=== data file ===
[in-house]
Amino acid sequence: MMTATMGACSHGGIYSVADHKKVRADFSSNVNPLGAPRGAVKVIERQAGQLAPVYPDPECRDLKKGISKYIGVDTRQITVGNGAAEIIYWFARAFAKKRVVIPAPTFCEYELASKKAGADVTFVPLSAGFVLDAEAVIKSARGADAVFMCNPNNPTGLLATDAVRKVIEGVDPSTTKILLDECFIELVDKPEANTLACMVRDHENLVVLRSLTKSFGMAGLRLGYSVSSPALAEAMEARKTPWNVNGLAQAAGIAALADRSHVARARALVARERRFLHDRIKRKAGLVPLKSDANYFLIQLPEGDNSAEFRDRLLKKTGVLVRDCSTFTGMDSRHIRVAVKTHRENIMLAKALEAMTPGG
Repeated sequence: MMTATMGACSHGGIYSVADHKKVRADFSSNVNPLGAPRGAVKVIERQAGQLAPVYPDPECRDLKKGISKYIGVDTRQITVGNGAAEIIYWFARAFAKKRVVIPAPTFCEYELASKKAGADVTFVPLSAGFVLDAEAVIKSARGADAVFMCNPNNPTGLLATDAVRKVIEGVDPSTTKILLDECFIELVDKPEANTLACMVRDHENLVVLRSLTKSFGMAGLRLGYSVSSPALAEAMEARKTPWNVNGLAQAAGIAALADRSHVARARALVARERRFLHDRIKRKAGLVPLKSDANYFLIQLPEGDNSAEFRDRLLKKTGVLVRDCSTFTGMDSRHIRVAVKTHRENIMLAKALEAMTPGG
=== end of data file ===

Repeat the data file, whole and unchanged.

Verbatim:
[in-house]
Amino acid sequence: MMTATMGACSHGGIYSVADHKKVRADFSSNVNPLGAPRGAVKVIERQAGQLAPVYPDPECRDLKKGISKYIGVDTRQITVGNGAAEIIYWFARAFAKKRVVIPAPTFCEYELASKKAGADVTFVPLSAGFVLDAEAVIKSARGADAVFMCNPNNPTGLLATDAVRKVIEGVDPSTTKILLDECFIELVDKPEANTLACMVRDHENLVVLRSLTKSFGMAGLRLGYSVSSPALAEAMEARKTPWNVNGLAQAAGIAALADRSHVARARALVARERRFLHDRIKRKAGLVPLKSDANYFLIQLPEGDNSAEFRDRLLKKTGVLVRDCSTFTGMDSRHIRVAVKTHRENIMLAKALEAMTPGG
Repeated sequence: MMTATMGACSHGGIYSVADHKKVRADFSSNVNPLGAPRGAVKVIERQAGQLAPVYPDPECRDLKKGISKYIGVDTRQITVGNGAAEIIYWFARAFAKKRVVIPAPTFCEYELASKKAGADVTFVPLSAGFVLDAEAVIKSARGADAVFMCNPNNPTGLLATDAVRKVIEGVDPSTTKILLDECFIELVDKPEANTLACMVRDHENLVVLRSLTKSFGMAGLRLGYSVSSPALAEAMEARKTPWNVNGLAQAAGIAALADRSHVARARALVARERRFLHDRIKRKAGLVPLKSDANYFLIQLPEGDNSAEFRDRLLKKTGVLVRDCSTFTGMDSRHIRVAVKTHRENIMLAKALEAMTPGG